I grew up in countries where people had very little food. But what they had, they shared. And there was always a pot of herbs, a dish of spices, in their homes.  That has stayed with me. You can have very little, but you can create tasty food, with a plant, that you can share with others. That is why I grow herbs.  

Herbs are great ingredient substitutes. If you have not got a lemon, try Lemon Verbena. If you have no salt, try Hyssop as a flavouring. If you have no sugar, try Liquorice Mint.   Great for saving money on pricey ingredients!

And if you grow just one herb, how you cook it will give you a variety of flavours.  


- Doone Valley Thyme – raw – gives you a huge punch of lemon flavour. Cook with it – just a hint remains.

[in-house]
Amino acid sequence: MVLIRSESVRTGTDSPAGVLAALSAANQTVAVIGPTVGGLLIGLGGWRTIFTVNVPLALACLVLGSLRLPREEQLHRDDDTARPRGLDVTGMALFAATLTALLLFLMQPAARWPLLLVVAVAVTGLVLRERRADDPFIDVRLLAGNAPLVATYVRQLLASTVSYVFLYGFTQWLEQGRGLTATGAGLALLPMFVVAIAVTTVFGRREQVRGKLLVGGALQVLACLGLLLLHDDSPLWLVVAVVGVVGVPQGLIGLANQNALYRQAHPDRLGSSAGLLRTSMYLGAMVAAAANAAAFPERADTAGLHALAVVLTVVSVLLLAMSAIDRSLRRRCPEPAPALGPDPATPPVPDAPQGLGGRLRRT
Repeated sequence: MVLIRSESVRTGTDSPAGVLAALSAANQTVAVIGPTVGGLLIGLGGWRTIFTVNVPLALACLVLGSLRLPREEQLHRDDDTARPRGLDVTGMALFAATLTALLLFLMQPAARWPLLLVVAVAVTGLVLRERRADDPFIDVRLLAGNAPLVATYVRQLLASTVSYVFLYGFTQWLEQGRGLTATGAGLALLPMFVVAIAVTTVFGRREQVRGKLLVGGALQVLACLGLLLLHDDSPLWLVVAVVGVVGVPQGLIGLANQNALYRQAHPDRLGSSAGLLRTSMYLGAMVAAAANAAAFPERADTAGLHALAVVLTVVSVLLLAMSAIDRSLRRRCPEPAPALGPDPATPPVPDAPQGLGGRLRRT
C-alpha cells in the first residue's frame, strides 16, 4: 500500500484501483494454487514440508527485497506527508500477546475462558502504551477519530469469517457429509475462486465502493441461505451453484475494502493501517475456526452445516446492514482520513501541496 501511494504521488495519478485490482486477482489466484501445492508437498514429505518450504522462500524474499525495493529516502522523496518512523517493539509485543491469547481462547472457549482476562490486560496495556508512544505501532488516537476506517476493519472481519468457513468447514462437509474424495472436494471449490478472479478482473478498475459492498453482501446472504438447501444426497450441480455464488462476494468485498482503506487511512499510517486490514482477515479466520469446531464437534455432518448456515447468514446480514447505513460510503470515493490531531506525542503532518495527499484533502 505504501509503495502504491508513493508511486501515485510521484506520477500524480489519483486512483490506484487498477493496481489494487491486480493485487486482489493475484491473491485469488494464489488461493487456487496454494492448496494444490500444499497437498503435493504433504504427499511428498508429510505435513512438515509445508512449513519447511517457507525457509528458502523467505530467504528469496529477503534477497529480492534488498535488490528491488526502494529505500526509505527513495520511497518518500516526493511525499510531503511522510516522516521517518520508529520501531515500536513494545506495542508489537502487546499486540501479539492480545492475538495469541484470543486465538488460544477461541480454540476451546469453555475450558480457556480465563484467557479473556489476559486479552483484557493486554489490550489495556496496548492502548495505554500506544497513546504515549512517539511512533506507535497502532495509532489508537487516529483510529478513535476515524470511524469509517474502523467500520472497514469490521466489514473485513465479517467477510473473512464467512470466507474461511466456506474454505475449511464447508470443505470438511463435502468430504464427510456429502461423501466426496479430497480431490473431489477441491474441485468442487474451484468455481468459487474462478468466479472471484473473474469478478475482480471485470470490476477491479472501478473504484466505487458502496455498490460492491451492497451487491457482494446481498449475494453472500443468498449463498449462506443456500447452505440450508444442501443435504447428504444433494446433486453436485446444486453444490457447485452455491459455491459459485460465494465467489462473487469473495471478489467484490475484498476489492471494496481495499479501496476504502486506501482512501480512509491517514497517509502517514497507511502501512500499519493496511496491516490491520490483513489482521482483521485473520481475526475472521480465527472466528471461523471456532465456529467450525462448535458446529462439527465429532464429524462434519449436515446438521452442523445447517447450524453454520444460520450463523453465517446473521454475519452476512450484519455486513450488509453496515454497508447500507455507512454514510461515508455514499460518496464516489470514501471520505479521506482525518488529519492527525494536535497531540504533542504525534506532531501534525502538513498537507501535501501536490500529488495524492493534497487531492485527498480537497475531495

- Lemon Thyme – raw – not as much of a punch as Doone Valley. Cook with it – a huge whack of lemon remains.  


- Liquorice Mint raw – tastes like liquorice. But if you cook with it, it just tastes sweet – no liquorice.  


So, whilst it is wonderful to have a full range of

herbs, just one can give you many options depending on how you use it.  

Most herbs are happy in pots. You don’t need a massive garden. Nor do you need to be too fussy with growing them – many are happy anywhere.   And if you buy a cheap pot from a supermarket, they tend to have hundreds of seeds in them that just need to be released into more space (it is why they die – we think we are herb killers yet it is not us, it is the growers who pack the seeds into one pot!). Separate them out and you can have 30 more plants! 

And the more you take from the herb, the more it grows – the perfect economic ingredient in your cooking.

For me – I do not see a plant. I see food! That I can share. Economically. Every seed I sow, every cutting I take, every time I pot on a plant,  I see the chance to be social.  And greedy…


Find Sara at Hawkwell Herbs:


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Twitter @hawkwell_herbs

Facebook: @hawkwellherbs